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Highlights from Recent AHCPR Research Findings

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Media Advisory Date: October 8, 1996

The Agency for Health Care Policy and Research (AHCPR) works to improve the quality of health care, reduce costs, and broaden access to essential services. Here are some of the findings described in the July/August, 1996, issue of AHCPR's Research Activities.

Rural Hospital Downsizing Failed to Improve Financial Performance

Rural hospitals that downsized in an attempt to improve financial performance in the 1980s did not succeed in their efforts, according to a study conducted by University of Michigan researchers. About 15 percent of rural hospitals downsized during the mid and late 1980s by selling, shutting down, or restructuring ownership of a hospital unit or service. However, these hospitals did not perform any better financially than hospitals that did not downsize.

Stephen S. Mick, Ph.D., and Christopher G. Wise, Ph.D., analyzed survey responses of 797 chief administrators of rural hospitals about their service mix, financial strategies, and personnel during fiscal years 1982-83 and 1987-88, as well as secondary data from the American Hospital Association and other databases. The found that by FY 1987-1988, total profit margins had declined for both hospitals that had downsized and those which had not, but no statistical significance had emerged. In fact, hospitals that downsized actually had a significantly poorer current liquidity ratio by FY 1987-88.

"Downsizing and Financial Performance in Rural Hospitals," Health Care Management Review, 21(2), pp. 16-25, 1996.

Cancer Surgery Becomes More Common among Elderly Patients

Although older persons are still less likely to undergo surgery for cancer than younger persons, the gap is narrowing, according to a new AHCPR-supported study. Researchers found that the age discrepancy diminished for certain cancer surgeries from 1973 through 1991. These increased cancer surgeries are due in part to the greater robustness of today's elderly, who are better able to tolerate the stresses of surgery.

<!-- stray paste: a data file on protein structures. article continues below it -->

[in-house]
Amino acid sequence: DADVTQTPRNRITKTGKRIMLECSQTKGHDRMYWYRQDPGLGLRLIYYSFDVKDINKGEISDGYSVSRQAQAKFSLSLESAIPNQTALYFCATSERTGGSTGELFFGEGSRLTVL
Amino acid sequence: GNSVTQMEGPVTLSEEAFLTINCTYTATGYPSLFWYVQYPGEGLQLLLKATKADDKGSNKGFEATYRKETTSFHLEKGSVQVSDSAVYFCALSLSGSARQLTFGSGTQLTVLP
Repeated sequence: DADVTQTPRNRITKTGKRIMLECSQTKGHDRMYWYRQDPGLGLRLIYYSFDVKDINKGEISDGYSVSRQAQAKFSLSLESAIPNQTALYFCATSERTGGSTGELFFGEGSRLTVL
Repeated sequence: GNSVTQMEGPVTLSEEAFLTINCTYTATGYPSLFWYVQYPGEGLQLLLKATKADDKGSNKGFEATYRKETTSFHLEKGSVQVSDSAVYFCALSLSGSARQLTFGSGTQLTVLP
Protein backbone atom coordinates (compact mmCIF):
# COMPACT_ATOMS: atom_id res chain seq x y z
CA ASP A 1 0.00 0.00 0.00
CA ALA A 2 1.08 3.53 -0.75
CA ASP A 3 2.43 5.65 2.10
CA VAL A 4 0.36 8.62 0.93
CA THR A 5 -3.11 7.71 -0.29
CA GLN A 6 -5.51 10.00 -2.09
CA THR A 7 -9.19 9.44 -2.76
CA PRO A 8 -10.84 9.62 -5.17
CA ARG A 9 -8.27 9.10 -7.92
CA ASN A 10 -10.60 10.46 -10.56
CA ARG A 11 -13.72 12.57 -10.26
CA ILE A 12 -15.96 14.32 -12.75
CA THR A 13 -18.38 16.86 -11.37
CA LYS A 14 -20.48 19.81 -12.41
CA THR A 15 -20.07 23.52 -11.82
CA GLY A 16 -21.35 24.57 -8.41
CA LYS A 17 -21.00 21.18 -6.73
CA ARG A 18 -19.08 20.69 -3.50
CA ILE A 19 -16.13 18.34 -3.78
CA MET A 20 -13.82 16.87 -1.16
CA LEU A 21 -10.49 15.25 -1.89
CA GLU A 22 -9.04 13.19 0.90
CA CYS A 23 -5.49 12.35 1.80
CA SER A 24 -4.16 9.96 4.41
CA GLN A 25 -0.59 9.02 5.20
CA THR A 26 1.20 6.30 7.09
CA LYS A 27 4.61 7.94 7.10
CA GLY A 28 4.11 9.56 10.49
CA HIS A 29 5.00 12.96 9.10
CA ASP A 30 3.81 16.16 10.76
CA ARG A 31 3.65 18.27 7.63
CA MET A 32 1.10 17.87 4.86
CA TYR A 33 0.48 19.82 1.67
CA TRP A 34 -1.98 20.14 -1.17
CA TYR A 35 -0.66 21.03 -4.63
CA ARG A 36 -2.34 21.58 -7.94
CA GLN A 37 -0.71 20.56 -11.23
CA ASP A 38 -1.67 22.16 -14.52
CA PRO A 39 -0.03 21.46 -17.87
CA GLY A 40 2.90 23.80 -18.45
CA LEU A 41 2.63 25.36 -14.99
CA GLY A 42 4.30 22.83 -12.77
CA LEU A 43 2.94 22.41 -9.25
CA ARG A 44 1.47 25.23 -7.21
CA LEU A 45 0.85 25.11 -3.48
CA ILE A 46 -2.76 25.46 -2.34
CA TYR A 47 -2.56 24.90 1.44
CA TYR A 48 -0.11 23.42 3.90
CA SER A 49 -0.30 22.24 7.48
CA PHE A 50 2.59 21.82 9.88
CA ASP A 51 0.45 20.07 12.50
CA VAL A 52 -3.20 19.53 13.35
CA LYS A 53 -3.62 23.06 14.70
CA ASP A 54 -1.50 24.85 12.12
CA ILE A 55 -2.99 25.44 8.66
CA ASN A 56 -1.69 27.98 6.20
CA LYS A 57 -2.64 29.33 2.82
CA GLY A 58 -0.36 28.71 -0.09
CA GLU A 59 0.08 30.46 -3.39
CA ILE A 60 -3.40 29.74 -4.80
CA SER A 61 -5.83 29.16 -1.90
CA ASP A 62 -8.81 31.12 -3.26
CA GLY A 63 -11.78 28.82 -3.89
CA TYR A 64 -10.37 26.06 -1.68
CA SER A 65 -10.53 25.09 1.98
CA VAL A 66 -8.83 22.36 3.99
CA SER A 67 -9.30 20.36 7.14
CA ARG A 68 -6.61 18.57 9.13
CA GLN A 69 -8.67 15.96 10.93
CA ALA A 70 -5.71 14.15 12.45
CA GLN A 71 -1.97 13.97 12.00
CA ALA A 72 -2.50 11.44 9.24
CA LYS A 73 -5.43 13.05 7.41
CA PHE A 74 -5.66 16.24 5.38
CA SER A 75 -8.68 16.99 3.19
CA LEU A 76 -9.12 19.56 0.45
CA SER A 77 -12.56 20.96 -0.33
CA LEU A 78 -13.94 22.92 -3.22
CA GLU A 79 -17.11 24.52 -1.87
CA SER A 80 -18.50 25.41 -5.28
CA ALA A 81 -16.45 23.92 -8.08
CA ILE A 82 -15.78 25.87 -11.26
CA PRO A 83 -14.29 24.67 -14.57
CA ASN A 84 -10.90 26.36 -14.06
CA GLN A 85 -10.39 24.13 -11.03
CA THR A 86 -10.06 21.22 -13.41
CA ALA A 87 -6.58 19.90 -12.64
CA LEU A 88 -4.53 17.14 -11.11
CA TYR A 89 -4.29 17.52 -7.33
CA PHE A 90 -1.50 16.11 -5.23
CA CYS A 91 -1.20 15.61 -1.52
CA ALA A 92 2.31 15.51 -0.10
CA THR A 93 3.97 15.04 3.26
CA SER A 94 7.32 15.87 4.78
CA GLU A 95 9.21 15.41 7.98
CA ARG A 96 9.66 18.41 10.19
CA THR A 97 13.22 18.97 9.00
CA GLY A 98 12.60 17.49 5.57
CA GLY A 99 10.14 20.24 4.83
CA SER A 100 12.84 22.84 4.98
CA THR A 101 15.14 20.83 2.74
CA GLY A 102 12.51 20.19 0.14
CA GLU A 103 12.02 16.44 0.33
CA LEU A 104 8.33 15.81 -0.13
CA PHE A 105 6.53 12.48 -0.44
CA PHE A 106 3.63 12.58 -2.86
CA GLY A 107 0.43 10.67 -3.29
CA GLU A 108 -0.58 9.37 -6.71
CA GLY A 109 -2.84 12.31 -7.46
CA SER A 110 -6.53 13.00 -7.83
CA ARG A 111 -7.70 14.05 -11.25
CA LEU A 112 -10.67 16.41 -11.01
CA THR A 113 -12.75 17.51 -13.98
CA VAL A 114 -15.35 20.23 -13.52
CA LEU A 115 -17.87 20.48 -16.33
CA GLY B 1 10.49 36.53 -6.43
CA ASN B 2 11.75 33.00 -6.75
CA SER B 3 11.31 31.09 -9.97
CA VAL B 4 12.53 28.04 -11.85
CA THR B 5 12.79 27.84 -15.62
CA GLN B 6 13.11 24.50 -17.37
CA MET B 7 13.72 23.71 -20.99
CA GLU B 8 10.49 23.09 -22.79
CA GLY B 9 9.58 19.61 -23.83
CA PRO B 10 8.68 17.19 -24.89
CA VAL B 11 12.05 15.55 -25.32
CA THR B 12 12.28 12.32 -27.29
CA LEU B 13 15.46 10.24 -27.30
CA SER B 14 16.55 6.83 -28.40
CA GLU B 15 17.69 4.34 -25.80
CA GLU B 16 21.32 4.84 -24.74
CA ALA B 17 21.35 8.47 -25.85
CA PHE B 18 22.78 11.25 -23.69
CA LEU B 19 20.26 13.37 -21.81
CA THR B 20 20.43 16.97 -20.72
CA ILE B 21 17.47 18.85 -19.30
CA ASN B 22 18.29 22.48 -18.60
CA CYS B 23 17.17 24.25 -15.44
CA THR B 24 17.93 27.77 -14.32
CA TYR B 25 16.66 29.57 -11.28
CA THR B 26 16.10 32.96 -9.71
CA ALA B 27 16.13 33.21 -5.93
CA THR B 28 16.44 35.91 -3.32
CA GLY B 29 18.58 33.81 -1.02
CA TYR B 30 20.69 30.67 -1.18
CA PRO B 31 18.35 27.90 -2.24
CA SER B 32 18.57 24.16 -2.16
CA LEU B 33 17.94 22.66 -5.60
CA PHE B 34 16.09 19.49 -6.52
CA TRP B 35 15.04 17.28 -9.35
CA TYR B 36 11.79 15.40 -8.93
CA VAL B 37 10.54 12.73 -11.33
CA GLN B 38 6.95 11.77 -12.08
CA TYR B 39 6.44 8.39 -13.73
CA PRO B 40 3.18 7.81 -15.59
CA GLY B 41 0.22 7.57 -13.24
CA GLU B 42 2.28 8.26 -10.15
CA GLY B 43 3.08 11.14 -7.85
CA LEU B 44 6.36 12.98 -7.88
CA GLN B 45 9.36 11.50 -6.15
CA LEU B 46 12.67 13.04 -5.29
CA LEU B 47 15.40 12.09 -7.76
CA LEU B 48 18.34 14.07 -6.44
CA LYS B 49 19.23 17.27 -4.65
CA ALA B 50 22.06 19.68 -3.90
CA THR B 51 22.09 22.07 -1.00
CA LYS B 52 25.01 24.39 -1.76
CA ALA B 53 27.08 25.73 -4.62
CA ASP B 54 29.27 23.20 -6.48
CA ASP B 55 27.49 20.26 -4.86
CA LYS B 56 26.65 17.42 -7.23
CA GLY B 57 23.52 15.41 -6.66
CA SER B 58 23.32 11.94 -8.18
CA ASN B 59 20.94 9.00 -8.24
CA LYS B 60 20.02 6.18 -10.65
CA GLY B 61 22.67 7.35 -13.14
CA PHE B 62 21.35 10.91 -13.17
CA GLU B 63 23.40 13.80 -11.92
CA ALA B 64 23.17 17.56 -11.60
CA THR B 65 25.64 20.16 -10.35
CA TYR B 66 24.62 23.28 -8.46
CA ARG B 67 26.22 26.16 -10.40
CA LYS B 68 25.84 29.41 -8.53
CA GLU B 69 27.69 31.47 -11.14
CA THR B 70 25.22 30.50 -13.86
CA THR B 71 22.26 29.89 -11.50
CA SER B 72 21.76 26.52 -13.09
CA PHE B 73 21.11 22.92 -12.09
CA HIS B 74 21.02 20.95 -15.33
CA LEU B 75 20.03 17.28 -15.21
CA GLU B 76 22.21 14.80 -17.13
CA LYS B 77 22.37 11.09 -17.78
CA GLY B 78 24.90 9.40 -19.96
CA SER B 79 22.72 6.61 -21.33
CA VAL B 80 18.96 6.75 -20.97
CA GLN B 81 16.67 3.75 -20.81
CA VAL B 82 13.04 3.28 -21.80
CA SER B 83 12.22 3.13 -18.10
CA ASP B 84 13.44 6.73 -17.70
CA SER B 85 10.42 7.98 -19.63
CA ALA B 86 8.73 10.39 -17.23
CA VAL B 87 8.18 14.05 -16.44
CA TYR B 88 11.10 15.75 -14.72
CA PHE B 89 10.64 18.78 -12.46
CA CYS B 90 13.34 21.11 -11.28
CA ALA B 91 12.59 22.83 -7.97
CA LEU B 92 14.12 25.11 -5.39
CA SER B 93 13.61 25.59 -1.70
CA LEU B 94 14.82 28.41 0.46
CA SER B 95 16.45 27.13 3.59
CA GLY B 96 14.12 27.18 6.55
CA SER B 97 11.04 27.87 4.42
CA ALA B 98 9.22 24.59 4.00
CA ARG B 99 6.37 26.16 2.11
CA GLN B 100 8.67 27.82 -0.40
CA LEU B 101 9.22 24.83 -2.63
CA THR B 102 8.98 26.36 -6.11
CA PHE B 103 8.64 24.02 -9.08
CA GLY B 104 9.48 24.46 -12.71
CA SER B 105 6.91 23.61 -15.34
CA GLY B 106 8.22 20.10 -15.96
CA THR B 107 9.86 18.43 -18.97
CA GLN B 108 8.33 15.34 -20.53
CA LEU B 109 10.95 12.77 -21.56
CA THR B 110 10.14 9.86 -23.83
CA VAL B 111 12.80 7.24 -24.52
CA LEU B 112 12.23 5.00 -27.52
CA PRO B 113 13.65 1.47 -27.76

During the past two decades the likelihood of surgical treatment for cancers of the uterus, colon, rectum, ovary, and breast increased more quickly among persons 65 years of age and older than younger ones. Even the oldest elderly now receive surgery for these common cancers. However, the age gap did not narrow for surgeries for cancer of the lung, stomach, and pancreas. Researchers at the Johns Hopkins University School of Hygiene and Public Health, who led the study, formulated their analysis using population-based National Cancer Institute data for nine U.S. regions.

"Temporal and Regional Variability in the Surgical Treatment of Cancer among Older People, March 1996," Journal of the American Geriatrics Society, pp. 559-564.

Amount of HIV in the Blood Signals Time until Aids Onset

The amount of time that it will take for persons infected with the human immunodeficiency virus (HIV) to develop Acquired Immunodeficiency Syndrome (AIDS) can be predicted by the amount of viral RNA in their blood. Researchers, led by Joseph Lau, M.D., of Tufts University School of Medicine, found that asymptomatic persons who have 100,000 HIV particles per milliliter of blood (viral load) are at risk of developing AIDS in less than three years, while persons with 500,000 particles per milliliter may develop AIDS in less than one year. In contrast, patients with a viral load of 50,000 have at least two years and may have up to eight years before developing AIDS.